Presidential Super Heroes

Wednesday, November 09, 2011
Posted By admin 06:47 PM

They say the best place to hide is in plain sight. Sounds kind of like dumb logic, but I know “they” to be an extremely reliable source when it comes to all matters of identity concealment, so I’ll trust them.

Anyway, in these United States, you can’t be any more in plain sight than the President [or Mary McCormack], which is why some of the country’s greatest superheroes spent their evenings fighting crime and their days hanging out in the Oval Office, calling sports teams that win championships and doing whatever it actually is the President does.  

Electric Eisenhower

During a visit to the 1904 World’s Fair, a curious young Dwight Eisenhower snuck into the Palace of Electricity and upon touching a copper coil immediately gained the ability to harness and transmit vast amounts of electrical current—a power he used to vanquish the Axis Powers in WWII, assume the Presidency and achieve global domination with his invention of the interstate highway system. 

Hulk Lincoln

Known to most Americans as the Great Emancipator, Abraham Lincoln was known to those close to him as having severe bipolar disorder, in which he would go from an eloquent orator to a raging storm of emotions and impulses as soon as anyone mentioned Stephen Douglas or told him he didn’t have an adequate appreciation for the theatrical arts.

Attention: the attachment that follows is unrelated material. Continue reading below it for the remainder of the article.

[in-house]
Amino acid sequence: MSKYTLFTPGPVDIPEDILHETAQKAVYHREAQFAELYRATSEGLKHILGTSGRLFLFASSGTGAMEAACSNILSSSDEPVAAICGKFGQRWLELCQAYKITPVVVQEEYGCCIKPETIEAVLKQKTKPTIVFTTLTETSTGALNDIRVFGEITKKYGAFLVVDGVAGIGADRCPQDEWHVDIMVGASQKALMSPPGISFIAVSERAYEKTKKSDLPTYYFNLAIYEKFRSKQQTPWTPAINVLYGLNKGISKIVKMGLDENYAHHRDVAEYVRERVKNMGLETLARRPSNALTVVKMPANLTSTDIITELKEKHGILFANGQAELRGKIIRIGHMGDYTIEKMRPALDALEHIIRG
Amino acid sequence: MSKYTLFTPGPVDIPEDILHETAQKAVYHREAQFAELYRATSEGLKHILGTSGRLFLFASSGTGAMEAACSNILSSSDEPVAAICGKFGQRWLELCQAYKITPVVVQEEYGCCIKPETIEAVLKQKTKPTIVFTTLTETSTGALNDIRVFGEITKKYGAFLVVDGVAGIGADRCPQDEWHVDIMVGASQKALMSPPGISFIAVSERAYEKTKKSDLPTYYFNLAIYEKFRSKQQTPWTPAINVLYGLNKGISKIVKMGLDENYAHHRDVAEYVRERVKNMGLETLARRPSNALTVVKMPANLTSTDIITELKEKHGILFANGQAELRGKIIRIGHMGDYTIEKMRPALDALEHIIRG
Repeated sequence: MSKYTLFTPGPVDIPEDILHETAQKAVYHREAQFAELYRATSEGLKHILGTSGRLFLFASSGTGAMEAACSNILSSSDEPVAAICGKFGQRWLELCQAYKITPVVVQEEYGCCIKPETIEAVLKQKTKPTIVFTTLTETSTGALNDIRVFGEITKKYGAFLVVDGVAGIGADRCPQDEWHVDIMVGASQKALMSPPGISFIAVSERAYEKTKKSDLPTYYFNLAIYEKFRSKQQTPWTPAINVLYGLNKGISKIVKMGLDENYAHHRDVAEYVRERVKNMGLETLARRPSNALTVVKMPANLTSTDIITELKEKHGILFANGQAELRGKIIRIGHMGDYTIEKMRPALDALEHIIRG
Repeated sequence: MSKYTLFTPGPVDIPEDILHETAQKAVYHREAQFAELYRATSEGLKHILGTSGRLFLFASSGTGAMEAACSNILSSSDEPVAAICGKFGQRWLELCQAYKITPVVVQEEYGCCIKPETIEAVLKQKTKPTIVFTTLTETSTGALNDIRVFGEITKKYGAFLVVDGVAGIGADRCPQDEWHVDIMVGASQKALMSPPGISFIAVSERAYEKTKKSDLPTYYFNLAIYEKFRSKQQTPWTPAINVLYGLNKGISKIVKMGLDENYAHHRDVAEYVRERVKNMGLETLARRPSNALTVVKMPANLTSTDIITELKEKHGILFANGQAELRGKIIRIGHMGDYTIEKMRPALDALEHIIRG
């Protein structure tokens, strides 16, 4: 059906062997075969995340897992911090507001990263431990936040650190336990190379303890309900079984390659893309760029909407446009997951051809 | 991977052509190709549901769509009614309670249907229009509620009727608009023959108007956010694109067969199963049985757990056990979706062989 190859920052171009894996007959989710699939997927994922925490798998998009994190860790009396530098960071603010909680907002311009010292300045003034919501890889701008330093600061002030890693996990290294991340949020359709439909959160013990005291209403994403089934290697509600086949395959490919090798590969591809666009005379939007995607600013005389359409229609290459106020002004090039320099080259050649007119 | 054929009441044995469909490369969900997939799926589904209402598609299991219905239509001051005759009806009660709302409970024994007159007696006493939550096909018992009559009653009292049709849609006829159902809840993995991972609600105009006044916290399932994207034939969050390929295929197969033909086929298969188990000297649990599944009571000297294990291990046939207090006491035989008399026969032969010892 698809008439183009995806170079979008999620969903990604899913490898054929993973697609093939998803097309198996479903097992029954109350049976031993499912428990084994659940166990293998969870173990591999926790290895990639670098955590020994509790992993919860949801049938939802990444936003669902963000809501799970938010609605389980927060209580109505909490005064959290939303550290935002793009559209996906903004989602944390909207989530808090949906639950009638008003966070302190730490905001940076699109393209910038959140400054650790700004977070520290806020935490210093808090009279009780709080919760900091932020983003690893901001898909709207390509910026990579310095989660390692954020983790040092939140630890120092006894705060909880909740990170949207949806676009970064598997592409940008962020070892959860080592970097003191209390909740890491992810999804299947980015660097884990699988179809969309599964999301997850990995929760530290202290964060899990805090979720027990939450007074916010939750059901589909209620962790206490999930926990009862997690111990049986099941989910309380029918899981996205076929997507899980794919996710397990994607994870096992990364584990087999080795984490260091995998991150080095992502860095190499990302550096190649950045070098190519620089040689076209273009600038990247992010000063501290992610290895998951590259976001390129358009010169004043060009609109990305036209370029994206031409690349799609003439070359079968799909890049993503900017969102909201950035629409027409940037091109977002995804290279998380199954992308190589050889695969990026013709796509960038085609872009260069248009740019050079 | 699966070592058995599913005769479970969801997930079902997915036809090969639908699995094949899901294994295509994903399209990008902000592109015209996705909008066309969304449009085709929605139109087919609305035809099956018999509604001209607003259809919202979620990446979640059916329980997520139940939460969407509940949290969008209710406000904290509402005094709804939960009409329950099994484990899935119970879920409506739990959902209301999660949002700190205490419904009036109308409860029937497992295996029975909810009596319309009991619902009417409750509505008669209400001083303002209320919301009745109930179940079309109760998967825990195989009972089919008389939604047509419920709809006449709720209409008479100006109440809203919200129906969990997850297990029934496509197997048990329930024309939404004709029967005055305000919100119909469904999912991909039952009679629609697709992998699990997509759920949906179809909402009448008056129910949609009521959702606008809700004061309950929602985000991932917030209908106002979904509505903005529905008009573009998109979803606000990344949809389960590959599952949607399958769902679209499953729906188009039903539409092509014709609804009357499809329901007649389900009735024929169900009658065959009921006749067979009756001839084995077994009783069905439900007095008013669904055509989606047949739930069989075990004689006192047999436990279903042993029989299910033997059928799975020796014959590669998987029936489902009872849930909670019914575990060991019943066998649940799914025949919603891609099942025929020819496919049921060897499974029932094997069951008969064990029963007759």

Invisible Nixon

Born invisible, Richard Nixon made a rapid climb within the Republican Party by using his powers to sneak into opponents’ offices and gather intel against them. However, on one infamous night in 1972, Nixon could not carry out a regularly schedule fact-finding missions because it conflicted with his league bowling night. He instead sent five underlings to break into the Watergate Hotel, who were subsequently caught, leading to Nixon’s downfall.


Built by the affluent Roosevelt family of New York to provide spare parts to his polio stricken cousin Franklin, Robo-Roosevelt rebelled against his human family and overlords to make his own mark on the world. He became a folk legend during the Spanish-American War after countless bullets harmlessly bounced off his Kevlar skin, and rode his post-war popularity all the way to the White House. In office he established America’s first national parks as a little FU to the other Roosevelts who were vehemently anti-conservation.